The implications of the Gorell vs. Brownley race for California’s 26th Congressional District will be felt up and down the ticket on the November 2014 ballot in Ventura County, according to California Lutheran University’s veteran political watcher Herb Gooch.
The Business Times caught up with Gooch shortly after Camarillo Assemblymember Jeff Gorell, a Republican, announced that he, not Tony Strickland, would face off against first-term Congresswoman Julia Brownley.
Gooch thinks that in order to be competitive, Gorell will have to define the terms of the debate in areas such as preserving Naval Base Ventura County, promoting agriculture and economic development.
As a moderate Republican, Gorell could gain key votes from business owners but he also is on particularly good terms with organized labor. Agribusinesses will like his pro-immigration reform stance. In Gooch’s analysis, Gorell’s No. 1 focus should be “jobs, jobs, jobs,” and he may have to push back against some outside groups that will want to pour money into the race to promote their own agendas.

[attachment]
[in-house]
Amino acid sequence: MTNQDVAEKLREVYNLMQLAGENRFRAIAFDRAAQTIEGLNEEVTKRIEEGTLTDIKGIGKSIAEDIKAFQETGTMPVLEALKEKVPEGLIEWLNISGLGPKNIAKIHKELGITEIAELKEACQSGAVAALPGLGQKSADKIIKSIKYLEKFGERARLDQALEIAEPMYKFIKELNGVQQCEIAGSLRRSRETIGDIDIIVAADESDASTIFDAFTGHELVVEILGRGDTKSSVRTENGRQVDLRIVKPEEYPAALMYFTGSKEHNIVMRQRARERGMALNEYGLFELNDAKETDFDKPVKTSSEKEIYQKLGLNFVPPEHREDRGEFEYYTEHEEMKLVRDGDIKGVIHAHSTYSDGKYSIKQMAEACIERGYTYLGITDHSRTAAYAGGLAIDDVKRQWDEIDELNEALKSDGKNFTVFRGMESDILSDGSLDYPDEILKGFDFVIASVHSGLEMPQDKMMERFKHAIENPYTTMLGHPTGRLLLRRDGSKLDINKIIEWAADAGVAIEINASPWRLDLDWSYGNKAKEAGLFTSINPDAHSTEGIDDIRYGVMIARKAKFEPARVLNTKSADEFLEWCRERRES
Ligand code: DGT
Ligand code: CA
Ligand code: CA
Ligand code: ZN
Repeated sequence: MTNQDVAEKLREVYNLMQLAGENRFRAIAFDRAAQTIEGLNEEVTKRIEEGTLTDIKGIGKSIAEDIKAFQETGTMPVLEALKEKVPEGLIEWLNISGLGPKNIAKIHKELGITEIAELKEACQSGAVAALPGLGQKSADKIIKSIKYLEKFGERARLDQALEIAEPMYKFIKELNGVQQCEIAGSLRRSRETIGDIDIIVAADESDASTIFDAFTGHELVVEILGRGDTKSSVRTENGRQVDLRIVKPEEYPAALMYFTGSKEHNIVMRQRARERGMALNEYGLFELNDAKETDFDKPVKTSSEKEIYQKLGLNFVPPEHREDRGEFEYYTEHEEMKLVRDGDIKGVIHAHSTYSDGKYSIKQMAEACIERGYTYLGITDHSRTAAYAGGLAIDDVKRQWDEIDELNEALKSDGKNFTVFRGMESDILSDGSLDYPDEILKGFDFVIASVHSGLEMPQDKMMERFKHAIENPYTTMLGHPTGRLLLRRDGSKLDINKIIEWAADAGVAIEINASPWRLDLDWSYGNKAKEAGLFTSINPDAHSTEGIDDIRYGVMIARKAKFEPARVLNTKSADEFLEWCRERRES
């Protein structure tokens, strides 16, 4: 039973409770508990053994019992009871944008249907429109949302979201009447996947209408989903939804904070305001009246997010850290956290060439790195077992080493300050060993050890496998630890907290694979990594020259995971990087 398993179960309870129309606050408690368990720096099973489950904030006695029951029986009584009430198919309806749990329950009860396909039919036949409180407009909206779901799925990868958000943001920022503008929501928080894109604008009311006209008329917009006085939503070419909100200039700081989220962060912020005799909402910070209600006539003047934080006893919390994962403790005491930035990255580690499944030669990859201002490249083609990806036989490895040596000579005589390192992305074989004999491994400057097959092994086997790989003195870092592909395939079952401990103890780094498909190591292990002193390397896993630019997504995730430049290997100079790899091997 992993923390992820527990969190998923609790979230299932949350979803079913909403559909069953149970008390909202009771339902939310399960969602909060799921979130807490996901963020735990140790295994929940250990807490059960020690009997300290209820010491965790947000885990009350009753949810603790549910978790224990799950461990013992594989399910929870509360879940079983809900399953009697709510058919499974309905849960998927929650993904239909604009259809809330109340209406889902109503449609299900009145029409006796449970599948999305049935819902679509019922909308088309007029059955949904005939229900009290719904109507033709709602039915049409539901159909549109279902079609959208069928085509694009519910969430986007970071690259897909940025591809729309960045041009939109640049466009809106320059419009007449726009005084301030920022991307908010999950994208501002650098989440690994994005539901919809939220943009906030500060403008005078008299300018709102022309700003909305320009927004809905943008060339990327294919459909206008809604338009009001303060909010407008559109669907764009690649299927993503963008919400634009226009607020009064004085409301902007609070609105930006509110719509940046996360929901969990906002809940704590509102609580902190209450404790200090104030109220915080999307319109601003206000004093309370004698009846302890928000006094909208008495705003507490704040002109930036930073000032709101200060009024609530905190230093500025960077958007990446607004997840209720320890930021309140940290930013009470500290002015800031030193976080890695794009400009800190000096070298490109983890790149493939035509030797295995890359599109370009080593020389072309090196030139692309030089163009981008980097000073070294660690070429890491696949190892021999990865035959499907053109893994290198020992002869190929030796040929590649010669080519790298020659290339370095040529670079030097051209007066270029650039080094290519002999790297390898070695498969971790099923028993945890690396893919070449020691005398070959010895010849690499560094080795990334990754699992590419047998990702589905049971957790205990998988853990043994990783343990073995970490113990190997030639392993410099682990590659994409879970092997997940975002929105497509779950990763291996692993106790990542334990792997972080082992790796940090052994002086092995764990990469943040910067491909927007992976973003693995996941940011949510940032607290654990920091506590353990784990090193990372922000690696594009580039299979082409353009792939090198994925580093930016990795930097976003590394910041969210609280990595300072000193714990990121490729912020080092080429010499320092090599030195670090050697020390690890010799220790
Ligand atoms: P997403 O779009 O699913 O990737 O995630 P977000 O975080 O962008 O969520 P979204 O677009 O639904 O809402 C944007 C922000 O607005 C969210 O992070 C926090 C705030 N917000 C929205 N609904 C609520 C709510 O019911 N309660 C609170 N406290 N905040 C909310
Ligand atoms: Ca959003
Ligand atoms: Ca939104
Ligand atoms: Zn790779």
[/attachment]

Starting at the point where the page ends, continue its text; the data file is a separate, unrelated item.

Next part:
And the money could be substantial. The Strickland-Brownley matchup of 2012 triggered $9 million in spending. If the 2014 race is viewed as tight, the numbers could speed past the $10-million mark.
Gooch thinks that even though some polling shows him with a slight lead, Gorell faces an uphill battle against Brownley’s built-in advantages with Hispanic voters and on social issues such as abortion and the environment. Brownley’s challenge, Gooch said, is to define the election along broad themes. “It’s jobs versus social issues,” he said.
Meanwhile, the Assembly seat Gorell will be leaving due either to term limits or a trip to Washington is trending more purple than red, says Gooch.
It is a seat that a pro-jobs Democrat such as Jason Hodge, current president of the Oxnard Harbor District board of commissioners, might be able to run in and win. If the name is slightly familiar, Hodge unsuccessfully ran for the state senate seat won by Hannah-Beth Jackson.
Handing one of the region’s most-contested Assembly seats in California to the Democrats would be a sea change for Ventura County and would signal that Sacramento is cemented more heavily as a one-party town.
Democrats can celebrate over taking a seat they haven’t held in a very long time. But others will take away a warning: One party rule in Sacramento has been known to lead to disaster, fiscal and otherwise.